I love to hear people that speak with an accent.

Either regional or foreign, accents intrigue me.

It's like trying to crack a code.

And even though I’ve been in the broadcasting industry for 35 years and have worked real hard to lose my Brooklyn accent, there’s just no getting rid of it.

Especially when I get agitated, which is fairly frequently.

Moreover, most of the people I work with seem to like a lot of the phrases I come out with, so for me to lose it really would be a lost cause.

Recently there were a couple of reports on how the Philly/South Jersey accent is undergoing some changes.

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On the day we moved to Philly in 1976, my two fellow Syracuse émigrés and I went to a restaurant and ordered Cokes.

“Three coe-ewks,” the waitress nodded.

I thought she was calling us “kooks” -- which we certainly were -- but when we asked for directions and she advised us that our destination was "down-y schtreet," we realized our new city was a different universe, linguistically .

Alas, in the same week a venerable Northeast Philly cheese-steakery replaces its slur-ish name “Chink’s,” and Daily News columnist Helen Ubinas bravely wonders aloud whether it's time to rename the Italian Market, we also hear that the city's distinctive dipthongs are disappearing.

University of Pennsylvania linguistics professor William Labov and two co-authors have found that the Southern-inflected sound of Philadelphia is giving way to a more generically "Northern" accent. The shift is evident when field recordings of rowhousers in the early 1970s are compared with their current counterparts.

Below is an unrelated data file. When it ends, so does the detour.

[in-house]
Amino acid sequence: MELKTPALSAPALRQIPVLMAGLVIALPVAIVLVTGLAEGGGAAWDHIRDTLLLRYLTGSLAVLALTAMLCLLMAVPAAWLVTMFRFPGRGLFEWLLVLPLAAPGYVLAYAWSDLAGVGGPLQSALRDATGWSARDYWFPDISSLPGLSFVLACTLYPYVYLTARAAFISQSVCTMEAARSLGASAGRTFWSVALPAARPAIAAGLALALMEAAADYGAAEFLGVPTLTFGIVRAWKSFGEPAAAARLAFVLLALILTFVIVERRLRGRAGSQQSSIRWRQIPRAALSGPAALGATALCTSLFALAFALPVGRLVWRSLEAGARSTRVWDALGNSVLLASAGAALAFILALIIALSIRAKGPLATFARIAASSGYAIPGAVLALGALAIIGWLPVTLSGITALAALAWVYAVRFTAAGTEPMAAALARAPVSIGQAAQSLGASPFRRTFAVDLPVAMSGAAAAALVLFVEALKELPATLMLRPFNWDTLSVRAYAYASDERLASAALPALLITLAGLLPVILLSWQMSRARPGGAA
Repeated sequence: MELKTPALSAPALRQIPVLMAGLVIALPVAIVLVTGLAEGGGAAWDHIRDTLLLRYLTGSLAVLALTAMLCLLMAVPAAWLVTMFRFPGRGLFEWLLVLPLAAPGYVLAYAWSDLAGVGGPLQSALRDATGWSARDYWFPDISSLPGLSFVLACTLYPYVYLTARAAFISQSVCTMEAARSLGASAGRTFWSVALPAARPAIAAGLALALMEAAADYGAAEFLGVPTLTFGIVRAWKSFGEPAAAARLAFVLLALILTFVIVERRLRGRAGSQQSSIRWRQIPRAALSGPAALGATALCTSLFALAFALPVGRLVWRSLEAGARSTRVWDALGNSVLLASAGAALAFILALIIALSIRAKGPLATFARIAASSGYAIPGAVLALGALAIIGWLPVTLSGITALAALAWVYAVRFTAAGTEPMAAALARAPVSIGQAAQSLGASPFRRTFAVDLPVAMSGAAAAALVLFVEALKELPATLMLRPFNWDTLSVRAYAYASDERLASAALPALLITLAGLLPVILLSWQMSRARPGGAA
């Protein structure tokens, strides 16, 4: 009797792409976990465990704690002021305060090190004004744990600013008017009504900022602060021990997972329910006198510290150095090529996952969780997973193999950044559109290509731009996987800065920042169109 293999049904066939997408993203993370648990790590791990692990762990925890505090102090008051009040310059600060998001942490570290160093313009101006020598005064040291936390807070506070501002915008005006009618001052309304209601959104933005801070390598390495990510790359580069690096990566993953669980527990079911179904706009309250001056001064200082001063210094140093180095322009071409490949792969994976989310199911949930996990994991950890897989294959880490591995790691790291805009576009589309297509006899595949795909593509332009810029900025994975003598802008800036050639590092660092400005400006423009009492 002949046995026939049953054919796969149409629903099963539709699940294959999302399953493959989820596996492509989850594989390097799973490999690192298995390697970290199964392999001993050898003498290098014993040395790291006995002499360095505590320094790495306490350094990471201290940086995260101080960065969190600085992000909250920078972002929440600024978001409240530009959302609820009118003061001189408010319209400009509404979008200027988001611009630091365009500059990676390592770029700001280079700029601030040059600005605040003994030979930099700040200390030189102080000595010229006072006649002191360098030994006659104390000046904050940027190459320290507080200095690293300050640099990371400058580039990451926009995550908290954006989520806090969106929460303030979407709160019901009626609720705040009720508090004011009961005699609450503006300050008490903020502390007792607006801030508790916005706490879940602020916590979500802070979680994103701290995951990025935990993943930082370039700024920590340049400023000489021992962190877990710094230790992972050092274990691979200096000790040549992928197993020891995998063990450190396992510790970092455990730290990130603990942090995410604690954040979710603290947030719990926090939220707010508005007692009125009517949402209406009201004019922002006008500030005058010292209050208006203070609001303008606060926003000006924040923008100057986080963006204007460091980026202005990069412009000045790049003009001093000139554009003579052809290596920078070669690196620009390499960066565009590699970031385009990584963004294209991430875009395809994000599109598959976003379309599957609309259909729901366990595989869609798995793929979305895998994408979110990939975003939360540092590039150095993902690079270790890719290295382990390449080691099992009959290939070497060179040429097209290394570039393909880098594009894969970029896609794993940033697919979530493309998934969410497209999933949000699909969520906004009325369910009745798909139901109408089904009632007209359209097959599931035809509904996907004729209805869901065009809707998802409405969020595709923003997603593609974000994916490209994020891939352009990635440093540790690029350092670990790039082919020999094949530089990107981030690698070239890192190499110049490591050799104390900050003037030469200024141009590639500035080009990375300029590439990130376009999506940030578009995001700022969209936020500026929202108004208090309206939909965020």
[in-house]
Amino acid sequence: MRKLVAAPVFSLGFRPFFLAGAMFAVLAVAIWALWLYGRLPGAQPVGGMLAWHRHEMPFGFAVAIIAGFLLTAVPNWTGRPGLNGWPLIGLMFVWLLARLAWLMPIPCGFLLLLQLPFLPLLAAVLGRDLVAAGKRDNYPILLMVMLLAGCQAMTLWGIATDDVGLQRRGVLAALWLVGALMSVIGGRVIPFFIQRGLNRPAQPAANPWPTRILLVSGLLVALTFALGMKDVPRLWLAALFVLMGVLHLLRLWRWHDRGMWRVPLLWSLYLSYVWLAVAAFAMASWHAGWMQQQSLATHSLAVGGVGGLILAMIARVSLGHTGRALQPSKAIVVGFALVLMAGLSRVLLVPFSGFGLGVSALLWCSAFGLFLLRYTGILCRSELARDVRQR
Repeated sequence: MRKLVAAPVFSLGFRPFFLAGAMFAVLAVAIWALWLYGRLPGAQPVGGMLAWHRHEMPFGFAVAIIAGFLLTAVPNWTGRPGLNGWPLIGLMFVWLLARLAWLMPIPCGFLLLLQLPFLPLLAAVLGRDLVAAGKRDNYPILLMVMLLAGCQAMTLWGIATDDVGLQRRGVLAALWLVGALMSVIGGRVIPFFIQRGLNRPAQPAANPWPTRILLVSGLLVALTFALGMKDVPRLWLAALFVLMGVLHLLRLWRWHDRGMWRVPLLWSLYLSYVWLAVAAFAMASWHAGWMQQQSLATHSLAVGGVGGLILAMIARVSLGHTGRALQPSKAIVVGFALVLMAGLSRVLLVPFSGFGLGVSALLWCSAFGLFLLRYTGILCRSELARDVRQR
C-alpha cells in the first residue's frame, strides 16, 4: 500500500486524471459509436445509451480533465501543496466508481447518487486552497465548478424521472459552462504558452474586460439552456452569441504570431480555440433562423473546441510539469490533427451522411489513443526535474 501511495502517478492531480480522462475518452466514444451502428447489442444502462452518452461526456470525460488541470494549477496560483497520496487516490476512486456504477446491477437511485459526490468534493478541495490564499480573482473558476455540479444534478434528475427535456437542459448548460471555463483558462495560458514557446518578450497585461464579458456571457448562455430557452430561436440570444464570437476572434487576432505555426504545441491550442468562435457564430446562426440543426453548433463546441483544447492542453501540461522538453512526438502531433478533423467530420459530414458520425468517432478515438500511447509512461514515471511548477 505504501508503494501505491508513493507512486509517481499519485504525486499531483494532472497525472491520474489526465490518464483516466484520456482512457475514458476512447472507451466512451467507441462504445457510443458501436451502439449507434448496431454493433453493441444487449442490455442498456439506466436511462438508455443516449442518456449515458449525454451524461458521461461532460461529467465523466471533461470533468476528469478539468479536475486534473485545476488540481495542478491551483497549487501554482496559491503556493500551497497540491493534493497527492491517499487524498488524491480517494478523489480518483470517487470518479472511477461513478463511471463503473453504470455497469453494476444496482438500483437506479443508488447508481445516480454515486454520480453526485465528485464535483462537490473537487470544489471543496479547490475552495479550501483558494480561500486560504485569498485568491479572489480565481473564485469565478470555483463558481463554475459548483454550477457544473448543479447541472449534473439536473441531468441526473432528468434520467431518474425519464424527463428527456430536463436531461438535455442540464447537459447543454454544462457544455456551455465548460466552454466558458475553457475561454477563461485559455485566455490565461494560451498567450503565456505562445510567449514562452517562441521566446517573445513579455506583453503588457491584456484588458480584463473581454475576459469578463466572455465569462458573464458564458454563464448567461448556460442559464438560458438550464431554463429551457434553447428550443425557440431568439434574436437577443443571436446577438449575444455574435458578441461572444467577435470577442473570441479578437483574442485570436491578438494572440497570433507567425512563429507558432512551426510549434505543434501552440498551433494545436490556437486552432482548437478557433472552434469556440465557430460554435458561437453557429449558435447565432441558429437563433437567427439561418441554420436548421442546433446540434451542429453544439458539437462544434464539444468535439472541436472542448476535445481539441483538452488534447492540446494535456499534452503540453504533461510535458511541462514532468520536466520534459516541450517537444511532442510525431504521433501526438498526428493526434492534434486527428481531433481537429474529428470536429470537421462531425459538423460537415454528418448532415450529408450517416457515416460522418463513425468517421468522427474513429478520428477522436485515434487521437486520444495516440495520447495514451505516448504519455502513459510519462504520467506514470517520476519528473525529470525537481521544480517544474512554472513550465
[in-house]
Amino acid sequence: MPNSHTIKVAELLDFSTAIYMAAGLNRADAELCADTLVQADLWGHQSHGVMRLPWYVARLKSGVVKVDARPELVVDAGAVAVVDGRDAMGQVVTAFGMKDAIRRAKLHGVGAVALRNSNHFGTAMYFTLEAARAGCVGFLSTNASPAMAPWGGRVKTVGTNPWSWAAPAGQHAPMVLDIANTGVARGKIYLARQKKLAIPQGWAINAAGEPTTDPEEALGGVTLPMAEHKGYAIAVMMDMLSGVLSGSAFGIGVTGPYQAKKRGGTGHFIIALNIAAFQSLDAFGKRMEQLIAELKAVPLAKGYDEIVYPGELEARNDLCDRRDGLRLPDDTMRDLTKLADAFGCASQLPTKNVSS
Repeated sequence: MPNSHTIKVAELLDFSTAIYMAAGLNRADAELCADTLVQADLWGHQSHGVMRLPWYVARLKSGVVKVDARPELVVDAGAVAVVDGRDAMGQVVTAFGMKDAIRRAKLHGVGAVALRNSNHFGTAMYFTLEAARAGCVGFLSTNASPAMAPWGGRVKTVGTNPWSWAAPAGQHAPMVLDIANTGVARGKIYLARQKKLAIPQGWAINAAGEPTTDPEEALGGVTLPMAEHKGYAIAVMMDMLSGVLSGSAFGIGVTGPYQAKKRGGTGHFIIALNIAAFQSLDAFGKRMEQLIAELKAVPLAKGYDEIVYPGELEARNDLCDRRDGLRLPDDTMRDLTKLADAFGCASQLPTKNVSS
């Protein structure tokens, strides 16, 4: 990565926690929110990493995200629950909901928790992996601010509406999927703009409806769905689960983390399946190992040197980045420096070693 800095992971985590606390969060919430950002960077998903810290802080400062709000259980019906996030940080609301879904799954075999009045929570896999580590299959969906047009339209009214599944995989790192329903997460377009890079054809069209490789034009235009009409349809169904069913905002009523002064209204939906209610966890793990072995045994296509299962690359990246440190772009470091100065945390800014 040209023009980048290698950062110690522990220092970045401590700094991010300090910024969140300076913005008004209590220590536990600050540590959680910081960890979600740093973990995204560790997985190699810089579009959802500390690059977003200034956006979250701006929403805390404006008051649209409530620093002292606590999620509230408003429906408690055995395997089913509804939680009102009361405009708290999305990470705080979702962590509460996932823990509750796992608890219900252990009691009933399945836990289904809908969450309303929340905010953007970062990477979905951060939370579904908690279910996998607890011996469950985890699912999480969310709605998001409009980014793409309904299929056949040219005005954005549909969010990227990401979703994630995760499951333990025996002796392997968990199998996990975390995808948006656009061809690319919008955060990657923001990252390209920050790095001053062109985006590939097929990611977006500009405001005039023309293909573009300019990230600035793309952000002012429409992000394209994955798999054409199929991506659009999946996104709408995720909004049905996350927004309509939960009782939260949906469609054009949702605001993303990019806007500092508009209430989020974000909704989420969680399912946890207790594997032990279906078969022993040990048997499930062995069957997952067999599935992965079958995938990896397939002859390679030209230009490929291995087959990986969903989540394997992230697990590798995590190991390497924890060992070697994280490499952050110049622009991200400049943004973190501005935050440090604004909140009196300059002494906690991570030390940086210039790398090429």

Having long thought of the Philadelphia dialect as a mashup of Southern, Cockney and Tastykake Krimpets, I find this research fascinating.

But I can imagine how the waitress who introduced me to Philly-speak might react to a phrase like "forced alignment and automatic vocal measurement."

Here’s a demonstration of the Philly/South Jersey accent in its proper form.

Do you find it to be quaint or annoying?

To me, an accent defines its region to a tee.

The friendly lilts in Savannah, GA, won for most charming accent, while two high-ranking island cities—Honolulu and San Juan, P.R.—confirm that some geographic isolation can make a city feel, and sound, unique.

Accents are “an important piece of our history that has been transmitted down,” says Bridget Drinka, a linguist and chairman of the English department at the University of Texas at San Antonio—another city that ranked in the top 10, one where the idea of “Tex-Mex” can extend beyond tamales and into speech.

While plenty of folks insist that regional accents have faded, linguists only partially agree.

Relocation dulls some twangs, but the gradual blurring of class distinctions has also made it so that more people don’t feel the pressure to “lose” their down-home-sounding accents anymore, according to Allan Metcalf, author of OK: The Improbable Story of America’s Greatest Word. “Local accents that used to be stigmatized,” he says, “now seem charming.”

Granted, some accents sound more charming than others.

“The southern accent tends to be perceived as intimate, friendly,” Metcalf observes, “and the northern accent is perceived as intelligent—but not terribly friendly.” Indeed, Deep South and Texas accents dominate the top 20 survey results, while Boston (or Bahston) is the only northeastern city to crack the top 10.

One traveler admits that she does judge folks by their accent when she travels, but in a good way. “I trust someone with an authentic accent,” she says, “because they’re probably natives—and so they know the best hidden places to go.”

As far as foreign accents are concerned, give me a Russian accent any day. I know many find it to be coarse, but a Russian woman speaking in her accent makes me “bug” in a good way.

Which accents do you find to be the quaintest, and which ones the most irritating?